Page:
7 Things You Should Know Before Buying A VR Headset
As it is evident by now, a number of virtual reality (VR) Head mounted displays are already available in the hand of users. In addition, there are more companies planning to launch their VR in the coming months. With so many options and more yet to come, what should you really look for in a VR HMD? Which VR headset should you buy? Will you go for Samsung Gear VR or Oculus Rift? Do not worry. We have got you covered with this list of features that a typically good VR headset has:
1. Field of View
A greater field of view offers a great sense of immersion. Although human field of view is 180 degrees, most headsets do not offer that much.
VR headsets can list their resolution in two ways, either the full resolution of the screen or as the pixel density, expressed in pixels per degree or arcminutes per pixel. 60 pixels per degree or 1 arcminute/pixel is considered eye limiting resolution.
3. Binocular Overlap
This is the basis for stereoscopic vision, and it allows sensing the difference between near and far. Humans have an overlap of about 100 degrees, half on each side of the nose.
The larger the overlap, the greater the sense of depth. The overlap on VR headsets is mentioned in degrees or in percentage.
4. On Board Processing
VR headsets that provide on-board processing or allow a device to be used locally within the setup allow more freedom of movement during their usage. Similarly, an VR headset that needs an external device limit your movement as you have to be always within the range of the device.
5. Dealing with VR sickness
Although VR sickness is something that everyone goes through, having a bad VR headset could make things worse and bring down all the fun in using the technology. A lot of specific techniques have been implemented by specific manufacturers to reduce VR sickness and it is certainly worth it to have a look at which one feels the best.
Latency refers to the delay between your actual movement and its effect being visible on the head mounted display. Shorter the delay, less sickening the experience is. A high latency often leads to nausea and disorientation.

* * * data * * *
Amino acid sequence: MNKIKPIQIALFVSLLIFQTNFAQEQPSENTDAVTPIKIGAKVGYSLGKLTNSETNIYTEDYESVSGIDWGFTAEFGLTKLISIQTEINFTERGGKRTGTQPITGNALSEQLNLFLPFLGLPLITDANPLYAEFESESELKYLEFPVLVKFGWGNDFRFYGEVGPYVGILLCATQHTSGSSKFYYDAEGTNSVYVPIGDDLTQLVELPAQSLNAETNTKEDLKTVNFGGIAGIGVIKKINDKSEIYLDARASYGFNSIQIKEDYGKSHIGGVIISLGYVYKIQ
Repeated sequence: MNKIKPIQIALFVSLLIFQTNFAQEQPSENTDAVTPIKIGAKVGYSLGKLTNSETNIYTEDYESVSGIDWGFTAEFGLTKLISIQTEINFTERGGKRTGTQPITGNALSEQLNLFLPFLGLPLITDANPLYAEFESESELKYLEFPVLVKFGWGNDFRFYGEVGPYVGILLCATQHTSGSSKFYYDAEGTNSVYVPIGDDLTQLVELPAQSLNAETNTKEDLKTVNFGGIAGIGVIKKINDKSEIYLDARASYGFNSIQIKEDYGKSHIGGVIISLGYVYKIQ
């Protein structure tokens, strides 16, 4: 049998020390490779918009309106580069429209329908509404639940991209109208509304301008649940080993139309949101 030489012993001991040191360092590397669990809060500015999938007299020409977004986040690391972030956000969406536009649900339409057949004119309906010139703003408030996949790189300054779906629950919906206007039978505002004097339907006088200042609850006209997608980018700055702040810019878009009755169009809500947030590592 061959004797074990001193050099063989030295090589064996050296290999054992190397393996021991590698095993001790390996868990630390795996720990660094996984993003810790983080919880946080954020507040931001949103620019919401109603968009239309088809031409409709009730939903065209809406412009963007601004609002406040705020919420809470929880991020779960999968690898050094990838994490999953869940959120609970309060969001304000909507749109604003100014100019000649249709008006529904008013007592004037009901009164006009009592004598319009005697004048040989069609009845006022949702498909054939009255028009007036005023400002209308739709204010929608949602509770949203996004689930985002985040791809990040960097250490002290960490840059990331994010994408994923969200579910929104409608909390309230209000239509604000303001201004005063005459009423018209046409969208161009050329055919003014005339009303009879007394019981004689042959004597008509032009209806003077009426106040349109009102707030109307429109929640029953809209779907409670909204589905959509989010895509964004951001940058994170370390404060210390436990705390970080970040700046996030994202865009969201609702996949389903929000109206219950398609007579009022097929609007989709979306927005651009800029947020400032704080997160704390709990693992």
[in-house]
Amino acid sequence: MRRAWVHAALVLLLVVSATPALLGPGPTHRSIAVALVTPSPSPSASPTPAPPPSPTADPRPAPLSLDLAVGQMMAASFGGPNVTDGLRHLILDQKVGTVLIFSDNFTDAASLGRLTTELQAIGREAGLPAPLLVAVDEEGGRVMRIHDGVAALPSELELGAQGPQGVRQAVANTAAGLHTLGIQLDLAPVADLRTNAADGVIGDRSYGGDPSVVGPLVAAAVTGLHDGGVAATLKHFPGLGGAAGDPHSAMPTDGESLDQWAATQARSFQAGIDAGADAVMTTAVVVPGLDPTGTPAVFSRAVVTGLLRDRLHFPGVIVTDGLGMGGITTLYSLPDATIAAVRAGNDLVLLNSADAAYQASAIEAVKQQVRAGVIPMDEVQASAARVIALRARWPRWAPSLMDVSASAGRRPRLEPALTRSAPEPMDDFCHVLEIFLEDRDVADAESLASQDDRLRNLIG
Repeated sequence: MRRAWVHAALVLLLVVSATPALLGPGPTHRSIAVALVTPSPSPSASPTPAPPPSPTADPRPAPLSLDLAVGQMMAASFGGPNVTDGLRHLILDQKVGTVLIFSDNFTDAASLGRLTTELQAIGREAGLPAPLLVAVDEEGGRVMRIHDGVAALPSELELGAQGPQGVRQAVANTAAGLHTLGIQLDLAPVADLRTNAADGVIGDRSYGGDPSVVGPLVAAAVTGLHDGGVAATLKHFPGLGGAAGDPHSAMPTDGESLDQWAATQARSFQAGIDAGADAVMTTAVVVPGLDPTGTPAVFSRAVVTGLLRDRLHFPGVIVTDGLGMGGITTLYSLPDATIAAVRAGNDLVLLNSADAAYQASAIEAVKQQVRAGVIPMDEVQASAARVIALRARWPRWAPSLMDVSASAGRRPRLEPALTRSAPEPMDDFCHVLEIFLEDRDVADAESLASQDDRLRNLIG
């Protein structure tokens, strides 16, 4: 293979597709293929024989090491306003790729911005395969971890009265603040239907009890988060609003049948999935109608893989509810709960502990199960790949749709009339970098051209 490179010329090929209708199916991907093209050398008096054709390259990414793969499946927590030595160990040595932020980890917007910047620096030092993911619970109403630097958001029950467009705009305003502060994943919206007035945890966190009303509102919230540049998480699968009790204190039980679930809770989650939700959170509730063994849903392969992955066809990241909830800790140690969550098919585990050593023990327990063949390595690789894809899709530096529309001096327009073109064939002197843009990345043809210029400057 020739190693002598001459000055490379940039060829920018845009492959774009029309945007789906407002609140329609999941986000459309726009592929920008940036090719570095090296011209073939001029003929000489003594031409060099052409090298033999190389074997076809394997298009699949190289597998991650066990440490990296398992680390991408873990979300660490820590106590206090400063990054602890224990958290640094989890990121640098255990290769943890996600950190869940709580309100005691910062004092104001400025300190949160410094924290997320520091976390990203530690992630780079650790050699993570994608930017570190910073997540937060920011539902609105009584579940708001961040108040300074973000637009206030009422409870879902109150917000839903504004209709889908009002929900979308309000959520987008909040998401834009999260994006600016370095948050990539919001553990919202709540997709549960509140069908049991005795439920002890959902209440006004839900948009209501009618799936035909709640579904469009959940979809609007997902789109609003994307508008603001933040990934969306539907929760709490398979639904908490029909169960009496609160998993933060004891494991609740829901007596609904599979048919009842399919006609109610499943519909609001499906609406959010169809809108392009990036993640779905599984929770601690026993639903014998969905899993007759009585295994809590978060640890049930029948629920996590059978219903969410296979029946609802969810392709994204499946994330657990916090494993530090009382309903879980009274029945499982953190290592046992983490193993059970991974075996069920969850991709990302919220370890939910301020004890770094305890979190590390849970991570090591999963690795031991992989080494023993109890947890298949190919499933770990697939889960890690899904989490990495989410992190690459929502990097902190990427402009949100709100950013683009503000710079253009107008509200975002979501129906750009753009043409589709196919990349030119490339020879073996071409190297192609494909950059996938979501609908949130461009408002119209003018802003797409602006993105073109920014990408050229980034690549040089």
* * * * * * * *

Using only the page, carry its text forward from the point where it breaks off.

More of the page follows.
Some VR headsets come with additional casing and eye panels so that people with glasses or even kids can use them without solely having to rely on the head-strap of the device. Lends adjustment is also becoming popular to accommodate different vision corrections.
Pros and Cons of Popular VR headsets
Here are some of the pros and cons of popular VR headsets to help you decide which one you want.
|Gear VR||Easy to use with glasses
Very Sensitive Head tracking
Not too expensive
Growing VR app store
|Limited Phone support
No Positional Tracking
Visible Screen-door Effect
|Oculus Rift||1080p Display
Less motion blur
|Some visuals are still low quality
The demos are limited in area
Narrow field of vision
|HTC Vive||Larger work area
Lighted and fits best
Partnered with Valve
|Noticeable screen door effect|
|Google Cardboard||Very inexpensive
Can be built literally by anyone
Designs are open source
|Motion detection is not always accurate.
Heavily depends on phone
Not really a VR headset
|Project Morpheus / PlayStation VR||Intensive Motion Tracking
Sony's Platform backing
|Exclusivity to Sony PlayStation|
Virtual Reality headsets are still a niche products. Although companies are rushing them to mainstream, it will be some time before they are common and useful. However, initiatives like Google Cardboard are helping the VR ecosystem to look much richer. With the rate at which this technology is being developed and progressed, it would not be a surprise if pretty soon VR headsets become the new televisions.